Risk prediction model for colorectal cancer: National Health Insurance Corporation study, Korea

PLoS One. 2014 Feb 12;9(2):e88079. doi: 10.1371/journal.pone.0088079. eCollection 2014.


Purpose: Incidence and mortality rates of colorectal cancer have been rapidly increasing in Korea during last few decades. Development of risk prediction models for colorectal cancer in Korean men and women is urgently needed to enhance its prevention and early detection.

Methods: Gender specific five-year risk prediction models were developed for overall colorectal cancer, proximal colon cancer, distal colon cancer, colon cancer and rectal cancer. The model was developed using data from a population of 846,559 men and 479,449 women who participated in health examinations by the National Health Insurance Corporation. Examinees were 30-80 years old and free of cancer in the baseline years of 1996 and 1997. An independent population of 547,874 men and 415,875 women who participated in 1998 and 1999 examinations was used to validate the model. Model validation was done by evaluating its performance in terms of discrimination and calibration ability using the C-statistic and Hosmer-Lemeshow-type chi-square statistics.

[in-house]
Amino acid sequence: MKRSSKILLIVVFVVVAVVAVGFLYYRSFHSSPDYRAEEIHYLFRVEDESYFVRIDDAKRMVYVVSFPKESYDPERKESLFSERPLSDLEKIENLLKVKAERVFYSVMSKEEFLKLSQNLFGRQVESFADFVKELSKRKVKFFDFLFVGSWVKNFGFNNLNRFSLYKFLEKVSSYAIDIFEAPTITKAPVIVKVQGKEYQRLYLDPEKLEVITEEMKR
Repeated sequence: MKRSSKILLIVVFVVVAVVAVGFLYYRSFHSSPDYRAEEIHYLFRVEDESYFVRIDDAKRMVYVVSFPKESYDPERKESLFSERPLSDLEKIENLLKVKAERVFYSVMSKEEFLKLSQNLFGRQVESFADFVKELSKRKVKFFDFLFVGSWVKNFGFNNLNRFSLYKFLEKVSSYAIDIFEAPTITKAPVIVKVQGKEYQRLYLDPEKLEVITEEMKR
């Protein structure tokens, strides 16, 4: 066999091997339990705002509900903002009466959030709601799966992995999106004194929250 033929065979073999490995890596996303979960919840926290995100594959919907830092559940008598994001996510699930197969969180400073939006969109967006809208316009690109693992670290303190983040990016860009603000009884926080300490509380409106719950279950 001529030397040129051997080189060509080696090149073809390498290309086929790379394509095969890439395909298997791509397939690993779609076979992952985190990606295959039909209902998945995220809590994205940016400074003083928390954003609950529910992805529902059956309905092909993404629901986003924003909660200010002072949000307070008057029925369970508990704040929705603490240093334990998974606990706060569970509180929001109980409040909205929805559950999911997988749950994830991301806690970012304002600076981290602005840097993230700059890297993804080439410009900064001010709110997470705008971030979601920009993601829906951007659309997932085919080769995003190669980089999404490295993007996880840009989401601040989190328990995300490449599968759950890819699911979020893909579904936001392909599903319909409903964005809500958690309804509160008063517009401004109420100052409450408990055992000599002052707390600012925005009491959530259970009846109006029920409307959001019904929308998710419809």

Results: Age, body mass index, serum cholesterol, family history of cancer, and alcohol consumption were included in all models for men, whereas age, height, and meat intake frequency were included in all models for women. Models showed moderately good discrimination ability with C-statistics between 0.69 and 0.78. The C-statistics were generally higher in the models for men, whereas the calibration abilities were generally better in the models for women.

Conclusions: Colorectal cancer risk prediction models were developed from large-scale, population-based data. Those models can be used for identifying high risk groups and developing preventive intervention strategies for colorectal cancer.

Publication types

  • Validation Study

MeSH terms

  • Adult
  • Aged
  • Aged, 80 and over
  • Body Mass Index
  • Calibration
  • Colorectal Neoplasms / epidemiology*
  • Colorectal Neoplasms / mortality
  • Databases, Factual
  • Female
  • Humans
  • Insurance, Health
  • Male
  • Middle Aged
  • Proportional Hazards Models
  • Registries
  • Republic of Korea / epidemiology
  • Risk Assessment*

Grant support

The authors have no support or funding to report.